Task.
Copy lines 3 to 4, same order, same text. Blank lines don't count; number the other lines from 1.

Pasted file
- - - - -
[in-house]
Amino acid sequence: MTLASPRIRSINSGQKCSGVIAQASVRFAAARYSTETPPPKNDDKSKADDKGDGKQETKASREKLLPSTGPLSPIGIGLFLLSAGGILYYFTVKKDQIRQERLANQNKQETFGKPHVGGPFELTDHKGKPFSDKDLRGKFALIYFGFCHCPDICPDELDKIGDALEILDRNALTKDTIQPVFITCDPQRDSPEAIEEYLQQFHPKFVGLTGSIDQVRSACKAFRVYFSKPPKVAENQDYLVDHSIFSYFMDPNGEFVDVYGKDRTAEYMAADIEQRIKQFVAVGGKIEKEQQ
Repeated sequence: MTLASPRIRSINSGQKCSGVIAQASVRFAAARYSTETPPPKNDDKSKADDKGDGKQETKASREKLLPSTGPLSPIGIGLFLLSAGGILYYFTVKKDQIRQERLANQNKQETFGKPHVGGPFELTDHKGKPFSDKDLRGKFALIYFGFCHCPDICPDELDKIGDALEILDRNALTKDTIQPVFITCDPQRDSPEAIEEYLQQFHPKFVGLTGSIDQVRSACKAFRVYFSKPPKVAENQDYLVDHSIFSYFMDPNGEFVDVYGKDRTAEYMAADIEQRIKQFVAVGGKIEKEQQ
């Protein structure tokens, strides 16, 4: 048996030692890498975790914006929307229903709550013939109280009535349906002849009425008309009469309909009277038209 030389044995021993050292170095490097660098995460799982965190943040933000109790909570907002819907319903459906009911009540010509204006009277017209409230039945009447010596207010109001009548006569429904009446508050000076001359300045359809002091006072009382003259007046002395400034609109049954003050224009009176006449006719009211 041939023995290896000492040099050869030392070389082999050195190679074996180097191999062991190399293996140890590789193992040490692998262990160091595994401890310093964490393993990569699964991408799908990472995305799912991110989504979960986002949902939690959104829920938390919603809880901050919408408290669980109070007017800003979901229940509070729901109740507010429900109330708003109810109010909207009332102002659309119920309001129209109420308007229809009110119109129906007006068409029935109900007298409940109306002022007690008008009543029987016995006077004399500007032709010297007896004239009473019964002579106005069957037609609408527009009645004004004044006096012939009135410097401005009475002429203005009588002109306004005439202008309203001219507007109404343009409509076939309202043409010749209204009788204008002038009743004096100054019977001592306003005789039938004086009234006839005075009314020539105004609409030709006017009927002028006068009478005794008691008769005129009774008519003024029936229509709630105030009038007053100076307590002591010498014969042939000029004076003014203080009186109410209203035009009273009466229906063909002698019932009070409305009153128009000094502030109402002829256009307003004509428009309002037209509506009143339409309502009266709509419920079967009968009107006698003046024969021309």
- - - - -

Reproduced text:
Repeated sequence: MTLASPRIRSINSGQKCSGVIAQASVRFAAARYSTETPPPKNDDKSKADDKGDGKQETKASREKLLPSTGPLSPIGIGLFLLSAGGILYYFTVKKDQIRQERLANQNKQETFGKPHVGGPFELTDHKGKPFSDKDLRGKFALIYFGFCHCPDICPDELDKIGDALEILDRNALTKDTIQPVFITCDPQRDSPEAIEEYLQQFHPKFVGLTGSIDQVRSACKAFRVYFSKPPKVAENQDYLVDHSIFSYFMDPNGEFVDVYGKDRTAEYMAADIEQRIKQFVAVGGKIEKEQQ
């Protein structure tokens, strides 16, 4: 048996030692890498975790914006929307229903709550013939109280009535349906002849009425008309009469309909009277038209 030389044995021993050292170095490097660098995460799982965190943040933000109790909570907002819907319903459906009911009540010509204006009277017209409230039945009447010596207010109001009548006569429904009446508050000076001359300045359809002091006072009382003259007046002395400034609109049954003050224009009176006449006719009211 041939023995290896000492040099050869030392070389082999050195190679074996180097191999062991190399293996140890590789193992040490692998262990160091595994401890310093964490393993990569699964991408799908990472995305799912991110989504979960986002949902939690959104829920938390919603809880901050919408408290669980109070007017800003979901229940509070729901109740507010429900109330708003109810109010909207009332102002659309119920309001129209109420308007229809009110119109129906007006068409029935109900007298409940109306002022007690008008009543029987016995006077004399500007032709010297007896004239009473019964002579106005069957037609609408527009009645004004004044006096012939009135410097401005009475002429203005009588002109306004005439202008309203001219507007109404343009409509076939309202043409010749209204009788204008002038009743004096100054019977001592306003005789039938004086009234006839005075009314020539105004609409030709006017009927002028006068009478005794008691008769005129009774008519003024029936229509709630105030009038007053100076307590002591010498014969042939000029004076003014203080009186109410209203035009009273009466229906063909002698019932009070409305009153128009000094502030109402002829256009307003004509428009309002037209509506009143339409309502009266709509419920079967009968009107006698003046024969021309």